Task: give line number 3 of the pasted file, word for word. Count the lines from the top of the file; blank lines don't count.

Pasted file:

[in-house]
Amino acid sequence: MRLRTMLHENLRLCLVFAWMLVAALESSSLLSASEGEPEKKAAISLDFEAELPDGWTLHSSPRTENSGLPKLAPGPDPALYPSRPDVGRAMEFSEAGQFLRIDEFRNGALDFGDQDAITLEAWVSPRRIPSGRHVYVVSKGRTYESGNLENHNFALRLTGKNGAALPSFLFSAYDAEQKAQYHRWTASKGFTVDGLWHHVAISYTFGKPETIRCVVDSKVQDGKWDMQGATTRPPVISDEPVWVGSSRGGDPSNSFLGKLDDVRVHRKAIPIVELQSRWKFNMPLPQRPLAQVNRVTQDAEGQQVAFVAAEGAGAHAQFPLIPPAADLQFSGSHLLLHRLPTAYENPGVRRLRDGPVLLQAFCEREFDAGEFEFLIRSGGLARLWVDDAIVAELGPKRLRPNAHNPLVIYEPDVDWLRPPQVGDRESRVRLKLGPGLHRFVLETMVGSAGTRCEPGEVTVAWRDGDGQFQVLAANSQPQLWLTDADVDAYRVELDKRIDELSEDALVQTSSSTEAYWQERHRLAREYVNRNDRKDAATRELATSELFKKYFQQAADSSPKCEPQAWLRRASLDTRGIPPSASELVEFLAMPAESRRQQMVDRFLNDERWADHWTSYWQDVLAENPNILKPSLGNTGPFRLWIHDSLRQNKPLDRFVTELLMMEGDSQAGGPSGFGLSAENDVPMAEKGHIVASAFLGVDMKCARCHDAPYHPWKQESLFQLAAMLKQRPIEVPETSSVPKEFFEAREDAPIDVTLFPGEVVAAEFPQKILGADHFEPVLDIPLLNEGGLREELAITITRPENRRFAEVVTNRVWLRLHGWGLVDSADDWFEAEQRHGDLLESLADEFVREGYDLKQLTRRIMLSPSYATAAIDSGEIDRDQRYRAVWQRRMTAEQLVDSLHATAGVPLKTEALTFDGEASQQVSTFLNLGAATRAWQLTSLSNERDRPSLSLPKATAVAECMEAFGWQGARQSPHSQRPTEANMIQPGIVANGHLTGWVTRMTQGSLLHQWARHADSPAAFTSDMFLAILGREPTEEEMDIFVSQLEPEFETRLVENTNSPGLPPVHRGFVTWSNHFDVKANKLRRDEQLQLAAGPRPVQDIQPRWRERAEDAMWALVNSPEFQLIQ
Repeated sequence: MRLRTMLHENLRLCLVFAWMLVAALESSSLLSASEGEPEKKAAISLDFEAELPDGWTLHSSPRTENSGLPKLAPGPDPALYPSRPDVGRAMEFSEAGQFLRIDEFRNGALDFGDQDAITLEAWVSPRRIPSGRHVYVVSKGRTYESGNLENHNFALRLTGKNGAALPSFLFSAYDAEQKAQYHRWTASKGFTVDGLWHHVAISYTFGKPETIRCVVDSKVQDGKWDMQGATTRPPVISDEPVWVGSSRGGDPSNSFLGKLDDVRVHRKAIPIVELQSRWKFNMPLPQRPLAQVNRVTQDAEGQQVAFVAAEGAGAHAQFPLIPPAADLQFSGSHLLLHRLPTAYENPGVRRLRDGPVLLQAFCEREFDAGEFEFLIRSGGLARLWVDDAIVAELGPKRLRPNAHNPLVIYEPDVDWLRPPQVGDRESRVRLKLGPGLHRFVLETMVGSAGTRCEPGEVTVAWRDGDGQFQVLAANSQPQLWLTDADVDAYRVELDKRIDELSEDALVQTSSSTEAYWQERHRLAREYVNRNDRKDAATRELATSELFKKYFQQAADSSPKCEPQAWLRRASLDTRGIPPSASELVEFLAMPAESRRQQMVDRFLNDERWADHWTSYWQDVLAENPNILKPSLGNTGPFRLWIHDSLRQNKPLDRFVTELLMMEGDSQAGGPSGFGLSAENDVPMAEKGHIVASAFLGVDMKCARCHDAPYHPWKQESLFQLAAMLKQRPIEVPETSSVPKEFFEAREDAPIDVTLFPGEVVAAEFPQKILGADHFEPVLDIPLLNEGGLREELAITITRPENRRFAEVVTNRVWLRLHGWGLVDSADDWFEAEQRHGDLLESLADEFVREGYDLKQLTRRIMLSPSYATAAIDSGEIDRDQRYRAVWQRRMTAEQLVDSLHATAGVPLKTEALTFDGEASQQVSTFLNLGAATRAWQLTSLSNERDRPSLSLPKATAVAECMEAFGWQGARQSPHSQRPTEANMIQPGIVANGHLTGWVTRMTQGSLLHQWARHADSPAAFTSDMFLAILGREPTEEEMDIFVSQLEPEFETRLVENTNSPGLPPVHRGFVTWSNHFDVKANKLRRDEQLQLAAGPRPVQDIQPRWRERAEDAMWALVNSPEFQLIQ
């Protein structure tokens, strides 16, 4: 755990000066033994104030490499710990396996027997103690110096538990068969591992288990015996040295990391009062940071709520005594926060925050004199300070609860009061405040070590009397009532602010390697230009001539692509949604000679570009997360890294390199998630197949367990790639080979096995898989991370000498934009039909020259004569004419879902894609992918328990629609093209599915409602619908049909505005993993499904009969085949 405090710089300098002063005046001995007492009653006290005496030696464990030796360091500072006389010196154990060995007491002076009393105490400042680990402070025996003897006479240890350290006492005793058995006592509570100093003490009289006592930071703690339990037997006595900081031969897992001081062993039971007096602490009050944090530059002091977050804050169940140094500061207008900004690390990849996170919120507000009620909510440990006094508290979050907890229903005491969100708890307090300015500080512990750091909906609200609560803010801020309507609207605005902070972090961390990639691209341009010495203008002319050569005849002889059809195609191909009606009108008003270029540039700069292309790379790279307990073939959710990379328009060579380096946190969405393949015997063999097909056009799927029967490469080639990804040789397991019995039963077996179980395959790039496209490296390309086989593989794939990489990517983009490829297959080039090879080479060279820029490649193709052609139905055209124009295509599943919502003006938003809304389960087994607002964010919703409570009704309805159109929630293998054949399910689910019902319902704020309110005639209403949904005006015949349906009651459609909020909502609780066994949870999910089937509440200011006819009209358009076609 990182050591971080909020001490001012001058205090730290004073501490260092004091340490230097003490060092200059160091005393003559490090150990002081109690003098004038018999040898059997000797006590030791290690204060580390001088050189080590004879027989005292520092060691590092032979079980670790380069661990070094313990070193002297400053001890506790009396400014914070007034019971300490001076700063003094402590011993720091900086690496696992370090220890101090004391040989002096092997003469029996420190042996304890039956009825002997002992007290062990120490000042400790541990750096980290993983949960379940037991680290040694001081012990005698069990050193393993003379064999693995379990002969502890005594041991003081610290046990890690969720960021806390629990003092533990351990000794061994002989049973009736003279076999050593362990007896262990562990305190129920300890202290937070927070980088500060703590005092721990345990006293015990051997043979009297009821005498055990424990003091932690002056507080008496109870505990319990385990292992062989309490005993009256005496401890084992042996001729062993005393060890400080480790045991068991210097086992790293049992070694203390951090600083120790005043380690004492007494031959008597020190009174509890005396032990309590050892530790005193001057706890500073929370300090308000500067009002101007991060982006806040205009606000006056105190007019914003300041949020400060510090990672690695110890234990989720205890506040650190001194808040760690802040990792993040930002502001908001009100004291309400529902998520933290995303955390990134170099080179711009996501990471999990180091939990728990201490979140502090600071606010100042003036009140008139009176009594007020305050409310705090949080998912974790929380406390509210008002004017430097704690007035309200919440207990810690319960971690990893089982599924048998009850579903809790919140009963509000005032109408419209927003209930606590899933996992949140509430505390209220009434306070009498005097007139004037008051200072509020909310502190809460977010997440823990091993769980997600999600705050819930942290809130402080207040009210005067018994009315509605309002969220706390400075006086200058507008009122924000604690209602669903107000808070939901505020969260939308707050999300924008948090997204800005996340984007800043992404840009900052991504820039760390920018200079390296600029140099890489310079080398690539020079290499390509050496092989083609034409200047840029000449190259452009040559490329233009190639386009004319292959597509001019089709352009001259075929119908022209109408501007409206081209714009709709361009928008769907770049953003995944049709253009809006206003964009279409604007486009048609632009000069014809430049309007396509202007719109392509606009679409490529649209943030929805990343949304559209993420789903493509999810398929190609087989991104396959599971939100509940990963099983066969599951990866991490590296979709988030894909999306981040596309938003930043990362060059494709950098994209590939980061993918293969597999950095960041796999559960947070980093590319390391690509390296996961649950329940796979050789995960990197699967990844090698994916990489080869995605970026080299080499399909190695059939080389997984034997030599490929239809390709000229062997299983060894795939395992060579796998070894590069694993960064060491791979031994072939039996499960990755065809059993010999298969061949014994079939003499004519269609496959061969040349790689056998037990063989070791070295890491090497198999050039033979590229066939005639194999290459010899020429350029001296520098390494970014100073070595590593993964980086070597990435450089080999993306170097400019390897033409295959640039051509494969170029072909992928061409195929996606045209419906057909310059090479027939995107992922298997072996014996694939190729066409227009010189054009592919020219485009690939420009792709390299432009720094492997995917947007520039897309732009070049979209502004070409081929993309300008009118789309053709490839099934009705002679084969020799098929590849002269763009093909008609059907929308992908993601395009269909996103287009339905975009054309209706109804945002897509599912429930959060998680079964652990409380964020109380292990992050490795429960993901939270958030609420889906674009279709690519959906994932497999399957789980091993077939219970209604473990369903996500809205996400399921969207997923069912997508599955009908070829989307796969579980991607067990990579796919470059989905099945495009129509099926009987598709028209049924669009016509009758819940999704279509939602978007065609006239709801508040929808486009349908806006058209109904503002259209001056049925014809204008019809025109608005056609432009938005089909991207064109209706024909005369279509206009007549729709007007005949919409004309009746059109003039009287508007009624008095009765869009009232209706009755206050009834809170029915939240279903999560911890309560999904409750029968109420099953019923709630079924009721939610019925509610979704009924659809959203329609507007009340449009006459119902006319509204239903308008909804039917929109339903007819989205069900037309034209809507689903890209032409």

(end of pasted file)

Repeated sequence: MRLRTMLHENLRLCLVFAWMLVAALESSSLLSASEGEPEKKAAISLDFEAELPDGWTLHSSPRTENSGLPKLAPGPDPALYPSRPDVGRAMEFSEAGQFLRIDEFRNGALDFGDQDAITLEAWVSPRRIPSGRHVYVVSKGRTYESGNLENHNFALRLTGKNGAALPSFLFSAYDAEQKAQYHRWTASKGFTVDGLWHHVAISYTFGKPETIRCVVDSKVQDGKWDMQGATTRPPVISDEPVWVGSSRGGDPSNSFLGKLDDVRVHRKAIPIVELQSRWKFNMPLPQRPLAQVNRVTQDAEGQQVAFVAAEGAGAHAQFPLIPPAADLQFSGSHLLLHRLPTAYENPGVRRLRDGPVLLQAFCEREFDAGEFEFLIRSGGLARLWVDDAIVAELGPKRLRPNAHNPLVIYEPDVDWLRPPQVGDRESRVRLKLGPGLHRFVLETMVGSAGTRCEPGEVTVAWRDGDGQFQVLAANSQPQLWLTDADVDAYRVELDKRIDELSEDALVQTSSSTEAYWQERHRLAREYVNRNDRKDAATRELATSELFKKYFQQAADSSPKCEPQAWLRRASLDTRGIPPSASELVEFLAMPAESRRQQMVDRFLNDERWADHWTSYWQDVLAENPNILKPSLGNTGPFRLWIHDSLRQNKPLDRFVTELLMMEGDSQAGGPSGFGLSAENDVPMAEKGHIVASAFLGVDMKCARCHDAPYHPWKQESLFQLAAMLKQRPIEVPETSSVPKEFFEAREDAPIDVTLFPGEVVAAEFPQKILGADHFEPVLDIPLLNEGGLREELAITITRPENRRFAEVVTNRVWLRLHGWGLVDSADDWFEAEQRHGDLLESLADEFVREGYDLKQLTRRIMLSPSYATAAIDSGEIDRDQRYRAVWQRRMTAEQLVDSLHATAGVPLKTEALTFDGEASQQVSTFLNLGAATRAWQLTSLSNERDRPSLSLPKATAVAECMEAFGWQGARQSPHSQRPTEANMIQPGIVANGHLTGWVTRMTQGSLLHQWARHADSPAAFTSDMFLAILGREPTEEEMDIFVSQLEPEFETRLVENTNSPGLPPVHRGFVTWSNHFDVKANKLRRDEQLQLAAGPRPVQDIQPRWRERAEDAMWALVNSPEFQLIQ